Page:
Friday, May 29, 2009

Spring in Bloom

Here it is almost the end of May, and my poor blog has been quite neglected! So to remedy that, here are some photos of a few of the blooms currently gracing my gardens....

This Columbine is a favorite of mine. I don't remember the name, but it is one of the McKana types. I like the two toned pink color, and the yellow stamens. It blooms longer and stays a nice compact size, in contrast to the bonnet types....which I often end up pulling out because they outgrow their space.

I am fond of these 'Cutie Pie' Violas, and as you can see.... the bees like them, too!

My daughter gave me this lovely Spanish Lavender plant for my birthday. It is a new variety called Lavandula stoechas 'Anouk'. After the first flowers have faded, the stems can be cut back for a second bloom time. And the best thing about it? It is a zone 5 plant, so I can overwinter it here... instead of having to replace each Spring.

A close-up of the wonderfully scented 'winged' Lavender blooms.

This week brought the first blooms of Periwinkle, Vinca Major 'Variegata'. I love the soft creamy color on the edges of the leaves, which really brightens up the rock gardens.

The first bloom of Clematis 'Niobe' opens it's dark red flower on the porch post.

There is a pleasing contrast of the white anthers against the dark blooms.

Also making an appearance now are the Lupines. The blue ones are a wild form, which I think have a nice Cottage look. If you click on the photo to enlarge, you can see a bed of Iris in bloom, behind the birdhouse.

And lastly.... a favorite vintage, weathered wood planter filled with Impatiens and hung from the light under the front porch, where it gets a little morning sun, and then shade for the remainder of the day. This was a great yard sale find, along with 2 others of similar style.


Thank you to so many of you, for your get well wishes, as I have been down with a bout of Pleurisy. Recovery has been slow and is still not complete, but I have been able to do a few small tasks in the garden each day, which helps my spirits! And I have a wonderfully helpful husband, who has been called upon to do many of the tasks I don't yet have strength for.

Saturday, May 2, 2009

Notes Celebrates Two Years

It has been two years this week, since my first post on Notes from a Cottage Garden. My, how time does fly! In honor of the occasion, I thought I would post some photos of my Spring garden, currently in it's prime. I have so enjoyed the tulips this year, especially since I have been mostly house-bound for 3 weeks with a case of Pleurisy, an inflammation of the tissue surrounding the lung. It is very painful and can take from weeks to months for recovery, with rest being the only effective treatment. It is difficult to rest when I want so badly to be working in the garden, but low energy levels have kept me from doing much. The colors in the garden have given me cheer while I recover, and I hope to be gardening again soon!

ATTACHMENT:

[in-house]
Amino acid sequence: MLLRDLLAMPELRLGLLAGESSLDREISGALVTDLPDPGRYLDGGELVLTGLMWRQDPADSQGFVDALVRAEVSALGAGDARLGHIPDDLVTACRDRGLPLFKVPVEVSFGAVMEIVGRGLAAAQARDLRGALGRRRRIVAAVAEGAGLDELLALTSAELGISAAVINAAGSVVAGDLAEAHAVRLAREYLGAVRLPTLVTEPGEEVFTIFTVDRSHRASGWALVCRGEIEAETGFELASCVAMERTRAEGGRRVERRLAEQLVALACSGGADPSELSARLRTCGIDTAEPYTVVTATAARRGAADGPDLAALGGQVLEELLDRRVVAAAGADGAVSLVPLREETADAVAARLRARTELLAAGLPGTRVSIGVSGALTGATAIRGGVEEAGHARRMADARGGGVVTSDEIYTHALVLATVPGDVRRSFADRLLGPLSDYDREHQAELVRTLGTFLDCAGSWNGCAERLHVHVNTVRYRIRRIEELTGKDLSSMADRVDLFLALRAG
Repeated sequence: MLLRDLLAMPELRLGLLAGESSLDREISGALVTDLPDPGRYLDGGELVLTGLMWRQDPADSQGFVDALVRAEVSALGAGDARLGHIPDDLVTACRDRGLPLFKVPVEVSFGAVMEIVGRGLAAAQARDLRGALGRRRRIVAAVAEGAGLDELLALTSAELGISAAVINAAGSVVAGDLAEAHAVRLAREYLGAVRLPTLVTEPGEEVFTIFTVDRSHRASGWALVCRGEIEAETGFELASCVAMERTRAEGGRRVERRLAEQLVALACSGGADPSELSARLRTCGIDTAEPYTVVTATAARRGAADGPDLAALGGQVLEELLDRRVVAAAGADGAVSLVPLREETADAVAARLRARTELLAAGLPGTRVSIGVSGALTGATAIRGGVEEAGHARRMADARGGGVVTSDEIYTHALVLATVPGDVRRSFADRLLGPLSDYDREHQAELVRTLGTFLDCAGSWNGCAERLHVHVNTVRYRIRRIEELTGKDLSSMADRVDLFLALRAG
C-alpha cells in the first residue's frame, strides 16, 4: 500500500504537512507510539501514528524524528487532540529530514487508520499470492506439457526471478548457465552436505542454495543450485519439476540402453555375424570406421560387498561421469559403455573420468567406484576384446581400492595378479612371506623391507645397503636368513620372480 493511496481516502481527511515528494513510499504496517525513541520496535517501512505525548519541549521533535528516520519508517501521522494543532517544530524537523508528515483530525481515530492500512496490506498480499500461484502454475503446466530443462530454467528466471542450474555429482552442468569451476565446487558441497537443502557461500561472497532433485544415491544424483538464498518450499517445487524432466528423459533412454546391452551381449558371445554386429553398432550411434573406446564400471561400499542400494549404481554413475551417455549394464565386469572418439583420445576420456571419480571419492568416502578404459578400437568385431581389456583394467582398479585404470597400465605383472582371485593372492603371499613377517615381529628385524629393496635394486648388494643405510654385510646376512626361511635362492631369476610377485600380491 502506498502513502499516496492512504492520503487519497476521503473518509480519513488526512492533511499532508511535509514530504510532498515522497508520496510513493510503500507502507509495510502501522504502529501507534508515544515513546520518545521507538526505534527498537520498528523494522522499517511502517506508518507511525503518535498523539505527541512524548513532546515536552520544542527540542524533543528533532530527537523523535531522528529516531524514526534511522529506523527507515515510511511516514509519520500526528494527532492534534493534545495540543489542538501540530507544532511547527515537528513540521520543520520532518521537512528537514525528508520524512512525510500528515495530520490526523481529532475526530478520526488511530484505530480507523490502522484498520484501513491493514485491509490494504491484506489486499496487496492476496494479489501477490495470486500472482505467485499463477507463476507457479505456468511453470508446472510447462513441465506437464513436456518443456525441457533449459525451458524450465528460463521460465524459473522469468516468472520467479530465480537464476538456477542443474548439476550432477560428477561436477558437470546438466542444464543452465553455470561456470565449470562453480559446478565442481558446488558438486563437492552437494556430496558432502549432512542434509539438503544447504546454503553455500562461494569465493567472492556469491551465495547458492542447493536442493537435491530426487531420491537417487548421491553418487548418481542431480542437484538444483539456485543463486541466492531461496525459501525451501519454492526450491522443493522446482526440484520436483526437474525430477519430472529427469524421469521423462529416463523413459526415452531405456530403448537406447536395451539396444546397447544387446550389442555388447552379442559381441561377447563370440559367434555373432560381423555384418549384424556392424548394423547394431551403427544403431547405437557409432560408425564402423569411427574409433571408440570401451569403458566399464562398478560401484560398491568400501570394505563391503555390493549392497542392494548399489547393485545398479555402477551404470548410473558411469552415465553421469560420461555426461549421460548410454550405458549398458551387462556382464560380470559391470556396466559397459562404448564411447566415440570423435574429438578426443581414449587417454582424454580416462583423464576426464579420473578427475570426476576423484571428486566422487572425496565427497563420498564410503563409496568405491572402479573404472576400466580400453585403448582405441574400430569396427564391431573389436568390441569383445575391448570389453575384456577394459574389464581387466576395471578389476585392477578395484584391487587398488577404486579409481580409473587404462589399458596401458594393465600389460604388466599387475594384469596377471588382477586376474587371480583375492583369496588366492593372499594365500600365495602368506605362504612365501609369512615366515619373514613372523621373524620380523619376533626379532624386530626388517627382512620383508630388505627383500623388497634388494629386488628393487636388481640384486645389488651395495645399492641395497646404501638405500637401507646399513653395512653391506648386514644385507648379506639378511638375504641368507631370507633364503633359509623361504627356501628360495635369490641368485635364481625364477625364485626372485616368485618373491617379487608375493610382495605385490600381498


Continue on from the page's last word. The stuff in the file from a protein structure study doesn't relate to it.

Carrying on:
I planted these tulips in the front bed of my kitchen garden last fall. They go by the name 'Daydream', and the color is just amazing! This is a completely unretouched photo, taken on a sunny day. The tulips look like they are ablaze with fire! They started out mostly yellow with a few orange streaks, but now they are mostly orange. The foliage is sort of wimpy, but I can put up with it... in exchange for the beautiful blooms. :-)

This photo shows the front portion of the garden, off the patio.... with the rock gardens in the background. I added a new tulip bed last fall, just behind the smaller, rustic looking birdhouse. (I left this photo a larger size, so you can click on it to see things up close.) If you look carefully, you can see a sign in the front garden bed which reads "Mom's Garden". It was given to me by my children for Mother's Day many years ago, so is very special to me. In the very back of the photo, nearly covered by trees, is our very rustic chicken coop. One of my favorite beds is behind the birdbath, shown in the next photo.

This bed is home to grape hyacinths along the front, with mini daffodils in the middle. (I have forgotten their name, but they are so cute!) In the back of the bed are Tulips called
'Pretty in Pink'.

And look who came back this evening for a visit, to the same place where he made a mess a few weeks ago? None other than
Mr. Pheasant!


Origin & History of the Tulip

The tulip is a wildflower said to originate from Persia. In the 1500s, tulips were extensively cultivated in Turkey, and because of their resemblance to the "tulbend" — a turban worn by Turkish men — were called tulipan.

In 1562, tulip bulbs from Constantinople reached Antwerp by ship. Before the turn of the century, tulips had been such a rarity that only the wealthy in Holland could afford them; consequently, tulips became a status symbol for the rich. However, by the 1620s, buying and selling tulips became an activity for merchants, and "tulip madness" ensued. Tulip trading crashed in 1637, throwing Holland into financial ruin. After the Dutch government enforced strict laws for cultivating and selling bulbs, the tulip became the national emblem of Holland.